Well, I hit the kill switch and the first thing I thought was to take a picture. Not like the other time, where I didn't take one. I rapidly took a few shots and then tried to lift the bike up. No way. I couldn't lift it up. I tried the technique Chris Ratay taught me, but it wouldn't work. I removed the big back from the back and tried again. This time it worked, but with a lot of effort. Man, is this thing heavy! My next thought was the battery. Probably it leaked acid all over the place, but it was so damn hot that I wanted to wait for the evening to check. Next time I'd better check right away.

I cleaned myself from the cacti that were attached to my suit and boots and went on my way. The only apparent damage was the front turn signal that almost came off. The road soon improved a bit and I came upon this weird sight. A road sign announcing Topes ahead. Now Topes is a speed bump and to have one in the middle of a dirt road is the strangest thing. It appears that this guy Coco has a place here and wants people to stop by. I was trudging along rather slowly when this shirtless guy comes out running and waving for me to stop and park the bike inside his shed. Well, why not.

The guy who waved is Humberto and he stays with Coco from time to time. That's what I understood. I never saw this Coco fellow. I thought Humberto was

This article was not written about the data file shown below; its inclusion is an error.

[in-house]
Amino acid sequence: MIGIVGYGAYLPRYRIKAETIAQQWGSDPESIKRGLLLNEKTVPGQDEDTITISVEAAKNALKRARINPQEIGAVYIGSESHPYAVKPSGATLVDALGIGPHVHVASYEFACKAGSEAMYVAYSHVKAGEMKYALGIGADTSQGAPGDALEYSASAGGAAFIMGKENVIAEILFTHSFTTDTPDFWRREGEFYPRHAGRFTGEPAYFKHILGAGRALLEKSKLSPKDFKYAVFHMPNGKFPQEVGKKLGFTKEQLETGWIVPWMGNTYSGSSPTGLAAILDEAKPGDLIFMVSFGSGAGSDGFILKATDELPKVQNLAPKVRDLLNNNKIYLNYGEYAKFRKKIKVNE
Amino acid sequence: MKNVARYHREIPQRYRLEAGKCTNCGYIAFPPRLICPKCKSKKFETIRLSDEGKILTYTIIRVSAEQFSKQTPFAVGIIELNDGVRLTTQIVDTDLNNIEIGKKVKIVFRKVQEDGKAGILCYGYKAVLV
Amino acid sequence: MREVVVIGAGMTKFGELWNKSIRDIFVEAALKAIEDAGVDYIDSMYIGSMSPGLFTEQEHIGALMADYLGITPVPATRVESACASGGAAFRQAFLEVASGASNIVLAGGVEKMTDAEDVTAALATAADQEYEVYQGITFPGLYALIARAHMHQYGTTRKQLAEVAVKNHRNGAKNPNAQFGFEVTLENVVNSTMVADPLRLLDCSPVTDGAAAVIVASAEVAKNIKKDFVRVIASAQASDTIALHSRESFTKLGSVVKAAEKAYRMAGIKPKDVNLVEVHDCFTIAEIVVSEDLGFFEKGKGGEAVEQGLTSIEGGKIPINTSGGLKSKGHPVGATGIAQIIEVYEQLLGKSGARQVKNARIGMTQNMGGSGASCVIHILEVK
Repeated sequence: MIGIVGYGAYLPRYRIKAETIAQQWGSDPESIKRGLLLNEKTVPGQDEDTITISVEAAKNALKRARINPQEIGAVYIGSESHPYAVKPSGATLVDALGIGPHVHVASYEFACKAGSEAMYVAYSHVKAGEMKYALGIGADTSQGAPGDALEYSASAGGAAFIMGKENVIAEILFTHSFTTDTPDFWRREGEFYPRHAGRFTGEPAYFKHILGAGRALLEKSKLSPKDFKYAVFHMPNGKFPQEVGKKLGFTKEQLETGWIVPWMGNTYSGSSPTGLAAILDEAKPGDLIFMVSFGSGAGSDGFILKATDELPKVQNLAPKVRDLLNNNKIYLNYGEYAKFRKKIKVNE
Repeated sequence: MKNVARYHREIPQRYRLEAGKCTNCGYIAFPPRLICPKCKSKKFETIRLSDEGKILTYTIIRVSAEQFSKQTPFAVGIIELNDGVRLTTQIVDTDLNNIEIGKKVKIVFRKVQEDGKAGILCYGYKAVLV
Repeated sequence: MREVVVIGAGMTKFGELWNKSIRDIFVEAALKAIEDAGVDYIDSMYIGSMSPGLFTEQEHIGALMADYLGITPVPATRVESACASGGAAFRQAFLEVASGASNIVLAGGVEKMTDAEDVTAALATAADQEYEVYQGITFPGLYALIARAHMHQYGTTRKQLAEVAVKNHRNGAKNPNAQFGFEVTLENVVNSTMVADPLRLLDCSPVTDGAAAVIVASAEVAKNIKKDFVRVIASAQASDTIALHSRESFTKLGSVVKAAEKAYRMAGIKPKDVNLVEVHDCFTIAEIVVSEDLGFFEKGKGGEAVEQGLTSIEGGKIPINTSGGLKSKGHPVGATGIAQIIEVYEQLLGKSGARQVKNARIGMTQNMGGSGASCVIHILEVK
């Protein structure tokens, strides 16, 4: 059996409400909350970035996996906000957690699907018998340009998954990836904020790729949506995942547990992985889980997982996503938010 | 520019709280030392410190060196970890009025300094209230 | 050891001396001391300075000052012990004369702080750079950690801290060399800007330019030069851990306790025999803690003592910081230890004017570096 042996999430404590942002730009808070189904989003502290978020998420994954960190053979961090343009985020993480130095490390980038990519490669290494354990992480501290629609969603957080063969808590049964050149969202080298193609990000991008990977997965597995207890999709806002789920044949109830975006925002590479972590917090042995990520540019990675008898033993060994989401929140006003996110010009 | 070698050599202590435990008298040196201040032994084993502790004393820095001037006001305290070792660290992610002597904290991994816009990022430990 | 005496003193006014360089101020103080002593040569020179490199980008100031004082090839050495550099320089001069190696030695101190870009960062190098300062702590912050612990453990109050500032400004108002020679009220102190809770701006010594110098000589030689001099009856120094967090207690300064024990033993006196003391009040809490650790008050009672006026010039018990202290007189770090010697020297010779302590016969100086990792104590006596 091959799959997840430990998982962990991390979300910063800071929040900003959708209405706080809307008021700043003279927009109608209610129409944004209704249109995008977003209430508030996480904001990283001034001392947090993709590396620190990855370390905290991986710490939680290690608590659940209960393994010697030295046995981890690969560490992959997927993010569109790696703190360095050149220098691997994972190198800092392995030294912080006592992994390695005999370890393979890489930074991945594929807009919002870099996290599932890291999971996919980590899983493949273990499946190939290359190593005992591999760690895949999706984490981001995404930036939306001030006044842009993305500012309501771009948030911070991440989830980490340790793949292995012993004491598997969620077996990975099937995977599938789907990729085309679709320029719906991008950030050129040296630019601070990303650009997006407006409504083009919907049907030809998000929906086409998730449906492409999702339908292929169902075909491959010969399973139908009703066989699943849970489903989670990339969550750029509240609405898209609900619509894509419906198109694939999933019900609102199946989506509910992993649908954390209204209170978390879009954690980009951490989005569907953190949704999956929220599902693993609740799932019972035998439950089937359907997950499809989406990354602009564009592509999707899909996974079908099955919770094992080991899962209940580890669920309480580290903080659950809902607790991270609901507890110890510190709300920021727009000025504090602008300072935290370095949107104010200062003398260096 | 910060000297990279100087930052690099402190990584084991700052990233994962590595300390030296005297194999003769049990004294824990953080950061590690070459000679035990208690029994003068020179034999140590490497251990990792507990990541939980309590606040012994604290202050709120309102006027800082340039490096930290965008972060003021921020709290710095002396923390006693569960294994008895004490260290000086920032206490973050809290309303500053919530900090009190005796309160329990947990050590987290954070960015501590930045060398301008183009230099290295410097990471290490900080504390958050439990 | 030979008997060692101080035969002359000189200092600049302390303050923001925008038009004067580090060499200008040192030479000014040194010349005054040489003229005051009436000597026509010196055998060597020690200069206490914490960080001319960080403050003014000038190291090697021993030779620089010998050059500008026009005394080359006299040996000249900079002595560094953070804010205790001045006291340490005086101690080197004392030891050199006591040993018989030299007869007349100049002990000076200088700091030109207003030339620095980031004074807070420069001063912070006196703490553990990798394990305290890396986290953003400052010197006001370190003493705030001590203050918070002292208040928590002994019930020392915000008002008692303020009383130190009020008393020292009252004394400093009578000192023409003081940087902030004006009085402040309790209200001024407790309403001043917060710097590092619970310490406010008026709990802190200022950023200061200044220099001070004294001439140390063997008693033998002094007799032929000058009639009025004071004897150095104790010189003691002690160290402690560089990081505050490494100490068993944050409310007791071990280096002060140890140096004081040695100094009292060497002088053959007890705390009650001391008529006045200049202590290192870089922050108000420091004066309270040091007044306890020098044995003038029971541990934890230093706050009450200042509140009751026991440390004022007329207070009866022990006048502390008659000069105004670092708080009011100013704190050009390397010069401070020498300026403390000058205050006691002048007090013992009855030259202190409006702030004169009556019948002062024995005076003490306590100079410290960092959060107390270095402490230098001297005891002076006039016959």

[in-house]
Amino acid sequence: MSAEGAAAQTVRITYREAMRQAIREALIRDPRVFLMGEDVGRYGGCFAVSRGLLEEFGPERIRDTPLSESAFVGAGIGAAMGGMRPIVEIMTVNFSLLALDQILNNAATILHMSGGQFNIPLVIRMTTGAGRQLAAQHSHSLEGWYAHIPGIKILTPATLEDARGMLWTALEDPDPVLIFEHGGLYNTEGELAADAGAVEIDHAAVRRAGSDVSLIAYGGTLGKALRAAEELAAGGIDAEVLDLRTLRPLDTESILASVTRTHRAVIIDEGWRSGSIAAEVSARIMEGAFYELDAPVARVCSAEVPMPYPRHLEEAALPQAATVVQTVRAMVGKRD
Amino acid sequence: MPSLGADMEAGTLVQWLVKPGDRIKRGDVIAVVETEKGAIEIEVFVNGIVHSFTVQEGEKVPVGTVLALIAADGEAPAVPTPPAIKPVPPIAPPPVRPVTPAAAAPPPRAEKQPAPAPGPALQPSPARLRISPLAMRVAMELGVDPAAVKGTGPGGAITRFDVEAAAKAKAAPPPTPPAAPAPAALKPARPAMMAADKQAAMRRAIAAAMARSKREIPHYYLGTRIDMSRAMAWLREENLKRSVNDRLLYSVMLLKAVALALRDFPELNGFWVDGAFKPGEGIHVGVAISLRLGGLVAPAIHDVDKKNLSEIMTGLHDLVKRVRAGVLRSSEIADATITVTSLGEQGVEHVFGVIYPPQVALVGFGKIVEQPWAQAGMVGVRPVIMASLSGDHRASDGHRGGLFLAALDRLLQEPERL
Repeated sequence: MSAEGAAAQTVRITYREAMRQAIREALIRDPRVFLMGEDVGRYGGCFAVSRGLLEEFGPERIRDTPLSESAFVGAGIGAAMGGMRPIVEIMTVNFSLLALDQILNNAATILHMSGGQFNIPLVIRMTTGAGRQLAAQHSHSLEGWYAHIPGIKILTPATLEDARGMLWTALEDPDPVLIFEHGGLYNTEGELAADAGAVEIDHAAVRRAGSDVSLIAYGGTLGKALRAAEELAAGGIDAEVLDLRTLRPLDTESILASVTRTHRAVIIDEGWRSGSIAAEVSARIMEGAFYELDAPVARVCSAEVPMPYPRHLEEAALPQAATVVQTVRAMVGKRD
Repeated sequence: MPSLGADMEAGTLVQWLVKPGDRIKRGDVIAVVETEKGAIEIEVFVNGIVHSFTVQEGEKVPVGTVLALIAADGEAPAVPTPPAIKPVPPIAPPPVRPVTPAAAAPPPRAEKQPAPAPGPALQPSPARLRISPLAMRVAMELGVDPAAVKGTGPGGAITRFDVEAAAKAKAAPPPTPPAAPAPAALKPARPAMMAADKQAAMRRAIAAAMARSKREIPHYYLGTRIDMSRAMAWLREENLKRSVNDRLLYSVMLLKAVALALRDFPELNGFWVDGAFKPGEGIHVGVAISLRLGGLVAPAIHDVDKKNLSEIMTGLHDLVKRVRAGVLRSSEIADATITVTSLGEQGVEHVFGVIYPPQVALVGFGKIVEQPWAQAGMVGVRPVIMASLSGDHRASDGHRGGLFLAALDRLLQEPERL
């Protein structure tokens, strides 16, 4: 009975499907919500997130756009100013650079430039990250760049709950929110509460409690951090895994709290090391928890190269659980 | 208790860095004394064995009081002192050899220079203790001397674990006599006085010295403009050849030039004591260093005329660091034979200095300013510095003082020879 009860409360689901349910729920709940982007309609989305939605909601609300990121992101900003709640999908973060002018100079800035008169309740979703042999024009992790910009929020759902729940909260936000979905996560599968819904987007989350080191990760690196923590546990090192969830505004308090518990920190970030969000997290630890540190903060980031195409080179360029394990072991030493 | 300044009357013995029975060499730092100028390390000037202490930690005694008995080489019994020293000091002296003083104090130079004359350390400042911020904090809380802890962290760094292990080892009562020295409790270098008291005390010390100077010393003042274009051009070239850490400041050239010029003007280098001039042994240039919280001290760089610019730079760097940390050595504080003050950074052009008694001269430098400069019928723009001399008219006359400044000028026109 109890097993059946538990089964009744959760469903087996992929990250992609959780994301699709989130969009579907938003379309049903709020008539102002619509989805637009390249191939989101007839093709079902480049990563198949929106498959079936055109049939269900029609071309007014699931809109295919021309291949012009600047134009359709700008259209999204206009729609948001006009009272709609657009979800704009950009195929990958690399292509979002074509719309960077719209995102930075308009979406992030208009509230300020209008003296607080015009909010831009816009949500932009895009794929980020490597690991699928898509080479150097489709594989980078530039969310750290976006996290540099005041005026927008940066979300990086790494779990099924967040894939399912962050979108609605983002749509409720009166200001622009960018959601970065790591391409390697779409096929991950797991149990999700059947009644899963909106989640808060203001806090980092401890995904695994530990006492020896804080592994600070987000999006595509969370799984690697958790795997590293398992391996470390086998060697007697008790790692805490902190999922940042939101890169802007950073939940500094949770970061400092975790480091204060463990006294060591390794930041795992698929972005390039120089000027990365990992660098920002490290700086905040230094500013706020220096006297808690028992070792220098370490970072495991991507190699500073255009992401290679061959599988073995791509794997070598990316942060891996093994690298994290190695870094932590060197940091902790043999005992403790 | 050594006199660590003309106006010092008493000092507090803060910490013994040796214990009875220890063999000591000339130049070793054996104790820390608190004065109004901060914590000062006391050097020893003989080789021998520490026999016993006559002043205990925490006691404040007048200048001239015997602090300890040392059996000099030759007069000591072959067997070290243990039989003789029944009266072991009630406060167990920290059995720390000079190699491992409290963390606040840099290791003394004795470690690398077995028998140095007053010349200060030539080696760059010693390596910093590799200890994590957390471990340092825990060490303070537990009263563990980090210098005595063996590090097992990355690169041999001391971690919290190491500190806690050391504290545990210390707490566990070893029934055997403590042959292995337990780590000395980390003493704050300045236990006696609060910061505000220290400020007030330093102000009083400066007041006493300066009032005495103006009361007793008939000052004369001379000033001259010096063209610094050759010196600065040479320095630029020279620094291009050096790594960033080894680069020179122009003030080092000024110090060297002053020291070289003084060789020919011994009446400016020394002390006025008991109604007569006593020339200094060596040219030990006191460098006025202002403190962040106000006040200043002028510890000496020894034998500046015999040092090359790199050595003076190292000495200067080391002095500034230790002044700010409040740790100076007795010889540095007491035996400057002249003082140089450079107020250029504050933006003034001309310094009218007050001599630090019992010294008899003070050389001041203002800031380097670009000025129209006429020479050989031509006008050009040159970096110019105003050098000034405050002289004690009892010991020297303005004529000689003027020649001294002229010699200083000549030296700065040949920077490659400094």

Humberto who lives at Coco's down on the road from Puertecitos.
talking about a monkey and that Coco had a bad leg. Later some guy told me that Coco only had one leg and is a guy. Well, I need to learn some spanish. Humberto is quite a character and he served in the mexican navy and thus travelled everywhere. He had been to Lisbon, Toronto and even Germany. It was interesting listening to some of his insight, though I didn't aggree so much on his opinion that most of the southwest US is actually mexican. It may have been some day, but is hardly now.

He has some cold drinks, but I didn't see how he had any electricity. The place had some interesting decoration, using empty beer cans on strings to create a shiny and noisy effect. I stayed for about an hour and so far this guy was the most colourful mexican character I encountered so far.

From Coco's place to the main highway it's only about an hour and the road is not as bad as before. Once I got to the pavement, I inflated my tires and inspected the screws, so I wouldn't loose any more. By this time, I suspected that I might have a problem with my front forks, but I couldn't see the problem. Later did I notice that the left fork began to leak oil. Maybe the shock compressed to its maximum and blew the seals or something like that. Or maybe it was just the dirst that got through the dust covers. I will know when I get to replace the fork seals somewhere in mainland Mexico.